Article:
The most commonly misused emojis revealed

Where would we be without emojis? The little faces and figures provide such a useful shorthand in our digital conversations, from helping us express the tone of a message (such as a laughing crying face to flag that we’re only joking) to providing instant reactions of love, happiness or anger.

They’re rife across social media and messaging platforms – in fact, Whatsapp recently introduced a function where you can attach an emoji reaction to a particular message in the thread, showing just how useful we find these symbols.

However, it turns out that, despite being a universal language, emojis are commonly ‘misused’ – with multiple meanings attached to each little face and symbol. And, according to TextAnywhere, the most commonly misused ones are as follows.

The most commonly misused emojis

Upside down smiley

This emoji is meant to convey sarcasm, irony, humour, and silliness. It can represent awkwardness or frustration.

Most people asked thought this emoji meant something happy and should be used in circumstances of happiness. This demonstrates that many Brits are in fact using this emoji in the wrong instance!

The second most popular answer for this emoji was that it represents confusion and the third that it should be used to represent sarcasm, showing some respondents were aware of the intended use.

Information desk person

The majority of Brits are using this emoji to say ‘hi’, ‘whatever’ or show ‘sass’, but according to TextAnywhere, this is not its true intention.

The emoji is, in fact, intended to represent a person at an information or reception desk who can aid individuals with answers to their questions.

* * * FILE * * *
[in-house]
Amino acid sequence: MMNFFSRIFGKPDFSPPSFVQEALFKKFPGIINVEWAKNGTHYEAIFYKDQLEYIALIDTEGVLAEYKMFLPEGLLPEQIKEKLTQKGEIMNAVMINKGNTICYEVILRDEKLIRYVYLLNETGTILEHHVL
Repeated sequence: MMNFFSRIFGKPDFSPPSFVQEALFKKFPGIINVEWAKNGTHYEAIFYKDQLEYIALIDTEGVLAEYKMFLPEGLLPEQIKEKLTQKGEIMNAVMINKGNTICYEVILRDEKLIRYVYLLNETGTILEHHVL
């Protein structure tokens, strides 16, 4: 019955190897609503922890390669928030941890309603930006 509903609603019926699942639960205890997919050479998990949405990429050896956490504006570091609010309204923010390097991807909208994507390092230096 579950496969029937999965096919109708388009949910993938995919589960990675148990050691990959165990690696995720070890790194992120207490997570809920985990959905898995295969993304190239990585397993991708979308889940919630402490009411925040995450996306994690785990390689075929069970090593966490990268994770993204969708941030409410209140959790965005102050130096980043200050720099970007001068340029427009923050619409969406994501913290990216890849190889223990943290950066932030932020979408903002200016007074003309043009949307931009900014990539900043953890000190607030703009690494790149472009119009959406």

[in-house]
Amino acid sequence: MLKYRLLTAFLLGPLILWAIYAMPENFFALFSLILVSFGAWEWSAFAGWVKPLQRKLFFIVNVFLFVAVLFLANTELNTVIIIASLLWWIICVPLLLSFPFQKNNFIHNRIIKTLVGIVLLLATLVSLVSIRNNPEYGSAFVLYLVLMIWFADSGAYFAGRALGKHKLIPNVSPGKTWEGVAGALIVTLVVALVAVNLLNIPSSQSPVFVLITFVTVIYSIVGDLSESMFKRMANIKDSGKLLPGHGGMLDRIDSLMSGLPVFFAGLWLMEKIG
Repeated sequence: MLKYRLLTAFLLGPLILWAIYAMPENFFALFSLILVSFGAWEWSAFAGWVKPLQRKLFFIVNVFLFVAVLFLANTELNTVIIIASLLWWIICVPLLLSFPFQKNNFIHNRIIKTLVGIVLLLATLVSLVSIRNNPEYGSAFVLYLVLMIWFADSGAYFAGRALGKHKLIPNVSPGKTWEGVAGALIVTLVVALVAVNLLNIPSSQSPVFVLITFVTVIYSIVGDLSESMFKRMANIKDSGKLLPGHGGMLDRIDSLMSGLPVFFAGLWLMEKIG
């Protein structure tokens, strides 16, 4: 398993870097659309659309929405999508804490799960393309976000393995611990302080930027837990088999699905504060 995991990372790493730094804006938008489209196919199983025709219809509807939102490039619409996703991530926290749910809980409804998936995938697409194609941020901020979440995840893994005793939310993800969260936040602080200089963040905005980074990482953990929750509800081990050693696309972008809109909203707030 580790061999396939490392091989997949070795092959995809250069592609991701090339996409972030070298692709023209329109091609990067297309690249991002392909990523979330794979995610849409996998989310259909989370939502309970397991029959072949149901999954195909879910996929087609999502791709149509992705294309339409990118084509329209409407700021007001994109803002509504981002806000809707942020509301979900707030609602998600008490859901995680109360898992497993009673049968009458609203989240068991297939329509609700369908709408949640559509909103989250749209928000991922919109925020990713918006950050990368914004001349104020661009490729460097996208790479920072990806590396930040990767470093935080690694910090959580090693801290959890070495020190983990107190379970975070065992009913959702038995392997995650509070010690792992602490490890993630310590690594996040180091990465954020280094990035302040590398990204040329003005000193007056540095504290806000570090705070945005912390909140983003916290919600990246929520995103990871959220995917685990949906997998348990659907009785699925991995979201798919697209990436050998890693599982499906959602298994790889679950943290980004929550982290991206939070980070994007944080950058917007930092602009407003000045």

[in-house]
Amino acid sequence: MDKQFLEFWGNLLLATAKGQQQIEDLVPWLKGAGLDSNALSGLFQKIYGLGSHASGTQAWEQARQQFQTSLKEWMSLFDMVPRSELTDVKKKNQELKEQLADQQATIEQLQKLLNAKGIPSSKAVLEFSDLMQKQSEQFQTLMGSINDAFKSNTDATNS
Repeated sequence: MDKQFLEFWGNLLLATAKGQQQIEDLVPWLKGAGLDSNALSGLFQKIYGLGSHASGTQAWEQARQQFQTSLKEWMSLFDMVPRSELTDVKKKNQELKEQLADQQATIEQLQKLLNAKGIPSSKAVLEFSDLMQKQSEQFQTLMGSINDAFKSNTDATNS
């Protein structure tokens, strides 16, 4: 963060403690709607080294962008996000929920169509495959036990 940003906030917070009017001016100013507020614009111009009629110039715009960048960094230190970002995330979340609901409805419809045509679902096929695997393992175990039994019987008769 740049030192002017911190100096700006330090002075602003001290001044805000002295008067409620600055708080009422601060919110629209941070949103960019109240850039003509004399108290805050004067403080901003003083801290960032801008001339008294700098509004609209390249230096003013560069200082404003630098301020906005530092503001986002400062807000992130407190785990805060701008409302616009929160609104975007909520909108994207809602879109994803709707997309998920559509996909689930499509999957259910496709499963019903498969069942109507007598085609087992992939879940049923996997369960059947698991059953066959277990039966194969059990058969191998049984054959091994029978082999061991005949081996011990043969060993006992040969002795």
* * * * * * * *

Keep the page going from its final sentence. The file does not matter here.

Slightly smiling face

This emoji is a yellow face with a thin closed smile and open eyes. The tone of the emoji can often be used to emphasise a passive aggressive message or something ironic, where the sender means to communicate that something is not really fine.

The research showed that six in 10 Brits were not aware of this meaning, describing it as a ‘happy’ emoji. A further 23% stated that the aim of the emoji was to convey a smile while just 1.5% of respondents correctly responded that the emoji is used to mostly relay sarcasm.

Face with steam from nose

Over half of respondents correctly answered that this emoji is meant to demonstrate anger, with the furrowed eyebrows and steam blowing from the nose giving indications of irritation and frustration.

Answers also included describing the emoji as annoyed, however, some respondents incorrectly identified the emoji as portraying an image of an individual sneezing.

Grimacing face

This emoji aims to represent negative or tense emotions, where an individual may be conveying nervousness, awkwardness or embarrassment.

While 16% of respondents did correctly identify the emoji as showing someone scared or nervous, others thought the clenched teeth were implying that this emoji is to represent anger.